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Pop surrealist Chris Bodily talks Salt Lake Comic Con

As Chris Bodily creates his freeform art, every pen mark becomes a permanent part of the finished piece. “When I put a line down on the paper, I just have to embrace that line and build up around it,” he says. “That’s how a lot of my more personal work is created.” Eventually, an illustration of animals, faces, skulls, knives, ropes, wrenches and just about anything else can emerge on the paper to create an otherworldly work of art.

Along with freeform work, Bodily has gained a following for his drawings of geek culture icons, like his family portrait of Darth Vader, Luke Skywalker and Princess Leia, mugshots of Gotham City bad guys and Doctor Who pieces that resemble old comic book covers.

“I’ve been drawing my whole life,” Bodily says. “I watched a lot of cartoons and read a lot of comic books as a kid, so it was always something that I loved.”

Based in Ogden, Bodily and his wife, Chelsea, sell his prints and originals under the name Hatrobot at local events, such as the Craft Lake City DIY Festival earlier this month.

At Salt Lake Comic Con, Bodily promises a limited run of geeky prints he’s now working on and will reveal at the convention. While he’s keeping the subjects secret, we expect them to sell like discount sonic screwdrivers to a room full of Whovians at the con.

“One of the best things is when kids come to the booth; they just get excited,” says Bodily, adding that he also loves seeing people react to his pieces that offer humor, like Sesame Street’s Count giving in to his vampiric urges and victimizing a fellow puppet.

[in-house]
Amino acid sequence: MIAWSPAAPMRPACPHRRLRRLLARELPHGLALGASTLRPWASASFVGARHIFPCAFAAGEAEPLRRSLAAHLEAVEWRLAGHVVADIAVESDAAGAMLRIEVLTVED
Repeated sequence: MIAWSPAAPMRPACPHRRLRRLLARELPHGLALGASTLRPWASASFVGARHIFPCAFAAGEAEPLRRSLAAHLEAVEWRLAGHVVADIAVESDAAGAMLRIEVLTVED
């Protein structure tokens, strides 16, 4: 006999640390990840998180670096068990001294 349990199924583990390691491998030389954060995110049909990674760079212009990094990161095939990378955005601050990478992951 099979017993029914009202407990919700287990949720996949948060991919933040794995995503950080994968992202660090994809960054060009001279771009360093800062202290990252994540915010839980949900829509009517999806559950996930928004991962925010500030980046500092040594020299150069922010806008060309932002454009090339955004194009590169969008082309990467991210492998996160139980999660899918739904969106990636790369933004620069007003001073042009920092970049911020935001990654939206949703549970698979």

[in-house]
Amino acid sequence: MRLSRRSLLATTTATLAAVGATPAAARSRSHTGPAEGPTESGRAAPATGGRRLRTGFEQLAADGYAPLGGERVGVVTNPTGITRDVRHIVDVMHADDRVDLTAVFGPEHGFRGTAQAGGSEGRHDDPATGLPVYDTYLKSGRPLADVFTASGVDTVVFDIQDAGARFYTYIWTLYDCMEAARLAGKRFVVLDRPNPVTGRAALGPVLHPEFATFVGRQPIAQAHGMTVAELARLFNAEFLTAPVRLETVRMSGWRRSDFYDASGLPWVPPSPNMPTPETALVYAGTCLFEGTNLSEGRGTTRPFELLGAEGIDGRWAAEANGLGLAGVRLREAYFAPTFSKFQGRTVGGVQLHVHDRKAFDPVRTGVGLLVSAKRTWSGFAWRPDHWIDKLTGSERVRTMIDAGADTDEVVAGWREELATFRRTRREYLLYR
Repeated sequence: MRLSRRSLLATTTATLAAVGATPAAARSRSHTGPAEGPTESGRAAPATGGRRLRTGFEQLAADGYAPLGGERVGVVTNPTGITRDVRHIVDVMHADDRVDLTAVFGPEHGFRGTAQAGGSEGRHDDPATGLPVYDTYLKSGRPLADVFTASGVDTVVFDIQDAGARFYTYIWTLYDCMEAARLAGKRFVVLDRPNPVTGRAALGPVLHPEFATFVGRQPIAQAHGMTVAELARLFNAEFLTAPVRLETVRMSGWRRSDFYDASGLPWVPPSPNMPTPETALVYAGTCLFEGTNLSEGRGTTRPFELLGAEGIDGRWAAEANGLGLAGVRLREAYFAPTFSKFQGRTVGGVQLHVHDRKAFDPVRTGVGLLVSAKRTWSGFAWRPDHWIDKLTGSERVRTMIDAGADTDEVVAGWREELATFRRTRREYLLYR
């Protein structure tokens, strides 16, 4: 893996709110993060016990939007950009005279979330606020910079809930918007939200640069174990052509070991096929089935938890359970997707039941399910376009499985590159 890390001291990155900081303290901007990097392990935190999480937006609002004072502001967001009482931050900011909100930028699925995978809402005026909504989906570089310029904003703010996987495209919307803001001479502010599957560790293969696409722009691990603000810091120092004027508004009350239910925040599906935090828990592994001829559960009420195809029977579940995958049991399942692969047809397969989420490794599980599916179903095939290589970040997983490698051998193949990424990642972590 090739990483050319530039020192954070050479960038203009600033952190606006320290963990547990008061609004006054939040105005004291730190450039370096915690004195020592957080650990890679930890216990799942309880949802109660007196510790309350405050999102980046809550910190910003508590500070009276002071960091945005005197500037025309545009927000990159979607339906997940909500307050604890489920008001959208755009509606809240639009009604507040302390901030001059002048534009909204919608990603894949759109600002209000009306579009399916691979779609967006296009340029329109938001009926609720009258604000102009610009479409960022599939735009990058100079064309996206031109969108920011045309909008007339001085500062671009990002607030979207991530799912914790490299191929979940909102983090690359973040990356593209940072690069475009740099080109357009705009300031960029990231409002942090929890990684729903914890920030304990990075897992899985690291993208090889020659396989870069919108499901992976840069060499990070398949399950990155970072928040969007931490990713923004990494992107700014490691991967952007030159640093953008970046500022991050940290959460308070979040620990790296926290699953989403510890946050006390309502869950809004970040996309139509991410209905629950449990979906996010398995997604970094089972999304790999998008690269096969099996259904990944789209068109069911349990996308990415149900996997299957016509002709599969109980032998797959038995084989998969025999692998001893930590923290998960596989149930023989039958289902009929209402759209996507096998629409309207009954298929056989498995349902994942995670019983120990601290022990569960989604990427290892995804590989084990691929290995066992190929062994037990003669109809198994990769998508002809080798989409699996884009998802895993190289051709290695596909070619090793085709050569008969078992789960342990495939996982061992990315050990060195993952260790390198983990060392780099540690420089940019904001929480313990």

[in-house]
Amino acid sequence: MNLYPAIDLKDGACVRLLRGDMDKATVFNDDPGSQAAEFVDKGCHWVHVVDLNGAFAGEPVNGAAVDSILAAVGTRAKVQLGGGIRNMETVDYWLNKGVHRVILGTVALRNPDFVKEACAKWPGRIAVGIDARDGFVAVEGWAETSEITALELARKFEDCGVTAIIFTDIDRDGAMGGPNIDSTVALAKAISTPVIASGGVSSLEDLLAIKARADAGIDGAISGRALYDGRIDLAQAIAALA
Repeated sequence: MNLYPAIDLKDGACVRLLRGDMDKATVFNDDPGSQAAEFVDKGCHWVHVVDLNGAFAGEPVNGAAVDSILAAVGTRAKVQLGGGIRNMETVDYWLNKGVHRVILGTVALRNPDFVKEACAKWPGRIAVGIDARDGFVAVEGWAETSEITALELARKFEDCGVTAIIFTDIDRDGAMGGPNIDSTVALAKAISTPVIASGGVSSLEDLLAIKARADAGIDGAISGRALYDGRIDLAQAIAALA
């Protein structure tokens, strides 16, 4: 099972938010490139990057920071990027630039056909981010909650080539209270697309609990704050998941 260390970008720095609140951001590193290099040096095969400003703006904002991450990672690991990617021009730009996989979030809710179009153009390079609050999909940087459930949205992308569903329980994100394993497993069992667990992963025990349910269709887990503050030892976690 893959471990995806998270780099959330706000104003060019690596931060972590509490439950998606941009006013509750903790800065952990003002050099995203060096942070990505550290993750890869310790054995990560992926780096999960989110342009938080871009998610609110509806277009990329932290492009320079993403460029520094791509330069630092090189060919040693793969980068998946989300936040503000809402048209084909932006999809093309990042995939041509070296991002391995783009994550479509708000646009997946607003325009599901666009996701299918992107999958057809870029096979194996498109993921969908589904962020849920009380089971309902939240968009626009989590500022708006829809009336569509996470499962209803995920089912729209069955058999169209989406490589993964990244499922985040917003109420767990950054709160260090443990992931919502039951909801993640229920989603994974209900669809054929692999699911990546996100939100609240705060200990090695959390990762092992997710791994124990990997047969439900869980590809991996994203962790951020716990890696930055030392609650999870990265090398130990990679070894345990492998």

At past Salt Lake Comic Cons, more than just the everyday fan noticed his work.

“Peter Mayhew [who played Chewbacca in Star Wars] got a copy of my Chewbacca; Brent Spiner, who played Data in Star Trek: The Next Generation came to my booth and bought some of my work,” Bodily says. “When fan art’s done well, it doesn’t purport to be original, it’s an homage to the people who are creating these things, so that’s the payoff when you can connect with these people, they see your work and are flattered by what you’re doing.”

Along with the limited-edition prints, he’s currently working on a comic book series based on Hellskate, Sahna Foley’s upcoming horror/roller derby film. This October, Bodily will teach a class through Weber State University Community Education on creating comic books.

While at Salt Lake Comic Con, Bodily says to check out work from other local artists, too, like Vanessa Colunga, Candace Jean and Heather Mahler. Not going? You can find Bodily’s artwork at this year’s Urban Arts Festival, Sept. 17–18, or at hatrobot.com.

— Jaime Winston

Images courtesy of Hatrobot

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